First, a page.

One of the biggest hurdles in 3D printing, or additive manufacturing, is the development of materials that can be 3D-printed without compromising their performance. Some materials have proven more difficult to print than others, including latex. But researchers at Virginia Tech have demonstrated a technique that could help solve this problem.
Latex is widely used in various products from gloves to paint and even some printing inks. The term ‘latex’ refers to a group of polymers — long, repeating chains of molecules — coiled inside nanoparticles dispersed in water. 3D printed latex and other similarly rubbery materials called elastomers could be used for a variety of applications, including soft robotics, medical devices, or shock absorbers.
However, as Viswanath Meenakshisundaram, a fifth-year mechanical engineering Ph.D. student in the Design, Research, and Education for Additive Manufacturing Systems Lab, explains: “Latexes are in a state of zen. If you add anything to it, it’ll completely lose its stability and crash out.”
The solution was to build a scaffold, similar to those used in building construction, around the latex particles to hold them in place so that photoinitiators and other compounds could be added to the latex to enable 3D printing with ultraviolet light.
Phil Scott, a fifth-year macromolecular science and engineering student in the Long Research Group, explained: “When designing the scaffold, the biggest thing you have to worry about is stability of everything.” He added: “It took a lot of reading, even stuff as basic as learning why colloids are stable and how colloidal stability works, but it was a really fun challenge.”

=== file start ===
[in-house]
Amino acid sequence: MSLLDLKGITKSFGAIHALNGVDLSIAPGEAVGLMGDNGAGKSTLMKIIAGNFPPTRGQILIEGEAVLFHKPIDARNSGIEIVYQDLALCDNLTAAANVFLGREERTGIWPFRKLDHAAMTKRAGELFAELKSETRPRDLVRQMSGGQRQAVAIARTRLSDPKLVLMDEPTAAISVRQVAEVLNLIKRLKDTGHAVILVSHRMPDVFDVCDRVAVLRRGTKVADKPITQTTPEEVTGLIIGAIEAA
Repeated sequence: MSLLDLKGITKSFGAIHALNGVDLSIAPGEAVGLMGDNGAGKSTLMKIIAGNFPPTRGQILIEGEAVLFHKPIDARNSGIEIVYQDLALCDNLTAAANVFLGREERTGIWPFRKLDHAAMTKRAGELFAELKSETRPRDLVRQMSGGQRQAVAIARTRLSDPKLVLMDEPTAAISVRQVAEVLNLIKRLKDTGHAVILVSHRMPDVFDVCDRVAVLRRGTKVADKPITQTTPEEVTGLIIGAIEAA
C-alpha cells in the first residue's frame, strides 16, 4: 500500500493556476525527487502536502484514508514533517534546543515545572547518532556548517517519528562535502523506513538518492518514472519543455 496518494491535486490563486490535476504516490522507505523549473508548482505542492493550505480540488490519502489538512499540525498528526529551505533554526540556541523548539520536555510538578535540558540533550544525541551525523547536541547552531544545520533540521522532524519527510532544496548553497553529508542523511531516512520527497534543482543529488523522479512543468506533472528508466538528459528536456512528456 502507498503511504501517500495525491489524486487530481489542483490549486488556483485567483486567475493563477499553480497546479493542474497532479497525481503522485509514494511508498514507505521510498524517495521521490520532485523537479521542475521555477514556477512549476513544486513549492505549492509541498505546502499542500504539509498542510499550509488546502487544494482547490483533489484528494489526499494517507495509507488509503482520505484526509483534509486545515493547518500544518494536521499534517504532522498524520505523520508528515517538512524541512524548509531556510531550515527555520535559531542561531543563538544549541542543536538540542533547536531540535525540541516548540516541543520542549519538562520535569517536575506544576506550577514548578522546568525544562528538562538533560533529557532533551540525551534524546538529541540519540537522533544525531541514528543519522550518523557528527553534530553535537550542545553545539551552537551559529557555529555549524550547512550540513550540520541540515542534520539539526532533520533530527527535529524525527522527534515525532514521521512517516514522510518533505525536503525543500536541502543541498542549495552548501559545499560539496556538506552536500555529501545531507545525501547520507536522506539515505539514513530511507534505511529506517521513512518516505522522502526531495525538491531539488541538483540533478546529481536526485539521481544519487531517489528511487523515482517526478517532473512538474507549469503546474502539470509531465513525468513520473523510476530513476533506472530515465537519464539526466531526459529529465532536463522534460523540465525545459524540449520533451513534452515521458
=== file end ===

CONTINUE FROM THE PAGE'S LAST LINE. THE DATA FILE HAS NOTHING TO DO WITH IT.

Meanwhile, Meenakshisundaram built a 3D printer that uses a vat photopolymerization process, in which the printer uses UV light to cure a viscous resin into a specific shape. This was able to scan the UV light across a large area.
Even with the custom printer, the fluid latex particles caused scattering outside of the projected UV light on the latex resin surface, which resulted in printing inaccurate parts. So Meenakshisundaram embedded a camera onto the printer to capture an image of each vat of latex resin. With his custom algorithm, the machine is able to ‘see’ the UV light’s interaction on the resin surface and then automatically adjust the printing parameters to correct for the resin scattering to cure just the intended shape.
Meenakshisundaram and Scott discovered their final 3D printed latex parts exhibited strong mechanical properties in a matrix known as a semi-interpenetrating polymer network, which hadn’t been documented for elastomeric latexes in the prior literature.
According to Meenakshisundaram, “An interpenetrating polymer network is like catching fish in a net. The scaffold gives it a shape. Once you put that in the oven, the water will evaporate, and the tightly coiled polymer chains can relax, spread or flow, and interpenetrate into the net.”
Details of their initial results are detailed in a journal article published in ACS Applied Materials & Interfaces. In addition, the theory behind this 3D printing of latex could provide the conceptual framework for printing a range of other materials from rigid plastics to soft rubbers that have been difficult to print.
This research was carried out by an interdisciplinary team affiliated with the Macromolecules Innovation Institute (MII), the College of Science, and the College of Engineering, all departments of Virginia Tech polytechnic and university, based in Virginia, USA. It was funded by a National Science Foundation award aligned with the Grant Opportunities for Academic Liaison with Industry program, which supports teamed research between academia and industry, which in this case was a collaboration between Virgina Tech and Michelin North America. You can find more information from vt.edu.